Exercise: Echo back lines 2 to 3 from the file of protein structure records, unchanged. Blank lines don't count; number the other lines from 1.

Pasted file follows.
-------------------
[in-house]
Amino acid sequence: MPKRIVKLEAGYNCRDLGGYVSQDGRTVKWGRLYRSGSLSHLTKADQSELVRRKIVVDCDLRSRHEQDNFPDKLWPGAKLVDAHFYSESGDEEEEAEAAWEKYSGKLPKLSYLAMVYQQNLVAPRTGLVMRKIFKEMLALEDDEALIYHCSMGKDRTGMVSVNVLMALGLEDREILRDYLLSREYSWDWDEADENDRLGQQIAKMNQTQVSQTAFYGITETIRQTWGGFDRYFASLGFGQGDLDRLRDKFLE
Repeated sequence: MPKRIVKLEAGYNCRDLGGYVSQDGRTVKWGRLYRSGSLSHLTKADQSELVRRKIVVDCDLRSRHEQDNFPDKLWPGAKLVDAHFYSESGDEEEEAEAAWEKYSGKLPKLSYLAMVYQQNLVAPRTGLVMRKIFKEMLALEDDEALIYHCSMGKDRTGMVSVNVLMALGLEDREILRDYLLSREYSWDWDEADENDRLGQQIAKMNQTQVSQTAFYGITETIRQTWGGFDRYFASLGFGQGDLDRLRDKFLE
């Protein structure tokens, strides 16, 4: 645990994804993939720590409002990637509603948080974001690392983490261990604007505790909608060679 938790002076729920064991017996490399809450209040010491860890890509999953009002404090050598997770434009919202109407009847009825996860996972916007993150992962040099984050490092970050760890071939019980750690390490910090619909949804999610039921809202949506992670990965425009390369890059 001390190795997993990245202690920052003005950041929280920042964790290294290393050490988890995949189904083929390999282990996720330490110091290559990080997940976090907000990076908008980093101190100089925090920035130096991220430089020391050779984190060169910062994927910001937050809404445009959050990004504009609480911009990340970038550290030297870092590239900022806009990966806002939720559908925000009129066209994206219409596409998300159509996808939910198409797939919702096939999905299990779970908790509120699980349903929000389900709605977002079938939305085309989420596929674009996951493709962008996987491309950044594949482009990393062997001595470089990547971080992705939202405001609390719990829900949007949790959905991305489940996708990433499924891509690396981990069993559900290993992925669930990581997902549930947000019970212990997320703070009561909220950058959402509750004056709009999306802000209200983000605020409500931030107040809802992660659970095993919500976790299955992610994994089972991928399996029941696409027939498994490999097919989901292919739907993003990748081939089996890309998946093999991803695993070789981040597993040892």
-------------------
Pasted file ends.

Amino acid sequence: MPKRIVKLEAGYNCRDLGGYVSQDGRTVKWGRLYRSGSLSHLTKADQSELVRRKIVVDCDLRSRHEQDNFPDKLWPGAKLVDAHFYSESGDEEEEAEAAWEKYSGKLPKLSYLAMVYQQNLVAPRTGLVMRKIFKEMLALEDDEALIYHCSMGKDRTGMVSVNVLMALGLEDREILRDYLLSREYSWDWDEADENDRLGQQIAKMNQTQVSQTAFYGITETIRQTWGGFDRYFASLGFGQGDLDRLRDKFLE
Repeated sequence: MPKRIVKLEAGYNCRDLGGYVSQDGRTVKWGRLYRSGSLSHLTKADQSELVRRKIVVDCDLRSRHEQDNFPDKLWPGAKLVDAHFYSESGDEEEEAEAAWEKYSGKLPKLSYLAMVYQQNLVAPRTGLVMRKIFKEMLALEDDEALIYHCSMGKDRTGMVSVNVLMALGLEDREILRDYLLSREYSWDWDEADENDRLGQQIAKMNQTQVSQTAFYGITETIRQTWGGFDRYFASLGFGQGDLDRLRDKFLE